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The ART of having a child

The rate of birth of twins has increased by 76 per cent since I was born in 1980, to when my own duo were born in 2013. Much of this is attributed to the increasing prevalence of assisted reproduction and in vitro fertilisation. When my wife got pregnant with twins, many of our friends and family wondered if we’d had IVF, and some even assumed it, even though they had been at our wedding eight months and three weeks before the children were born (two weeks prematurely, Father). It’s a good thing that any stigma attached to assisted reproductive technologies (ART) appears to be dissipating and that the opposition of some of the more conservative Christian denominations against the treatments is being ignored. Indeed, the idea of people who cling to such rhetoric declaring themselves, in other arenas, to be ‘pro-life’ is truly astonishing in its hypocrisy.

Nonetheless, I wonder if Ireland’s notoriously poor public access to IVF (only Russia in Europe offers worse access) is rooted in such outmoded attitudes. IVF can painful, risky, frustratingly unreliable and expensive for families, costing anywhere between €4,500 and €9,000. This has led a number of patients to look overseas, with a 59 per cent increase in enquiries to clinics abroad, and a 463 per cent increase in enquiries to clinics in the Czech Republic alone, based on data from the website. Difficulty with fertility is thought to affect one-in-six couples and the impact of infertility is profound, with a 2004 study estimating that 40 per cent of infertile women suffered from depression, while 87 per cent had anxiety.

There has been a 59% increase in enquiries to clinics abroad and a 463% increase in enquiries to clinics in the Czech Republic alone

There are a whole raft of things about healthcare in Ireland that I don’t understand and that have, if anything, become more confusing with time and distance spent away. This is one of them. From reading social media debates, not funding access to IVF seems to be that rarest of issues that unites some on both sides of the abortion debate. A massive amount is made of the virtue of value for money in healthcare. QALYs and DALYs are the lingua franca of health economics, but while 25 per cent of the healthcare budget is spent on patients in the last year of life, a comparatively miniscule amount of spend on an intervention that could provide 80-odd life (and taxpaying) years is considered too much.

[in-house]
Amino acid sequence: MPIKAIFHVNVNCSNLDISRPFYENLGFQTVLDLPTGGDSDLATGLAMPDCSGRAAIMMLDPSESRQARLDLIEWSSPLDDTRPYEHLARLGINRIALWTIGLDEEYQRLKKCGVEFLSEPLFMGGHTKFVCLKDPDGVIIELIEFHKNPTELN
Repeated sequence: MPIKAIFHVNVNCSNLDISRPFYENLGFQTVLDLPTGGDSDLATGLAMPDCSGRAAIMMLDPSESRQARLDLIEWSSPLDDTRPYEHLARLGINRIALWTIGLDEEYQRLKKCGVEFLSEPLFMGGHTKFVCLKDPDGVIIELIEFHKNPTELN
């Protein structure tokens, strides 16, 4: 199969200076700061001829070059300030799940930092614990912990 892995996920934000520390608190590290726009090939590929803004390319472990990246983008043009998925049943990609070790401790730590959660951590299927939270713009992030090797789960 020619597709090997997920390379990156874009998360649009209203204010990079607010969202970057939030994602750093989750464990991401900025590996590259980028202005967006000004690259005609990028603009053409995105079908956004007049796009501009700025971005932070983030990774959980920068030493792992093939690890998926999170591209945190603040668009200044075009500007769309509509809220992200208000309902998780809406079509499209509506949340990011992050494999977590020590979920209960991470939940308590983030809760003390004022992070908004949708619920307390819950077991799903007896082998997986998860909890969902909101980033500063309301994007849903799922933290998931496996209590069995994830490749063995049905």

People will passionately express opinions on whether or not public money should be spent on this intervention, while never sparing a second thought about what is spent on statins, or bunions, or haemorrhoids or anything else.

The truth is that this issue is a symptom of a wider problem. Many of those experiencing fertility problems are couples in their 30s or older, usually from dual-income families, who have often delayed marriage and family for reasons of career or academic development. Having toiled and striven to set up a stable household (which is usually by far and away a net contributor to the State), they long to share it with children. However, as we have touched upon in this column before, everything in Ireland is set up to squeeze their tribe and make them fail, and this is no different.

Should they be successful in their quest, they will face high taxes, rising education and childcare costs and governmental indifference to their concerns. As I write this, it is emerging from declassified official documents that in the week that the bank guarantee was issued in 2008, the Cabinet of the day considered putting an end to free secondary education by charging a compulsory levy, with the aim of netting €42 million in revenue. By way of context, the bank guarantee issued that week is estimated by the Governor of the Central Bank to have cost the country €40 billion since. So for every euro spent making secondary education less accessible, a thousand would’ve gone into the pockets of the bondholders.

The fact that such a wheeze was even considered and discussed at Cabinet level is deeply disconcerting.

A child is the most wonderful, positive thing that can ever enter your life. The colour every one can bring to the world around them is truly unique and thrilling. While budgets are strained and multiple priorities compete for ever-scarcer resources, it is surely time that the State considered its options in making this most incredible of medical technologies more accessible to middle- and lower-income families.

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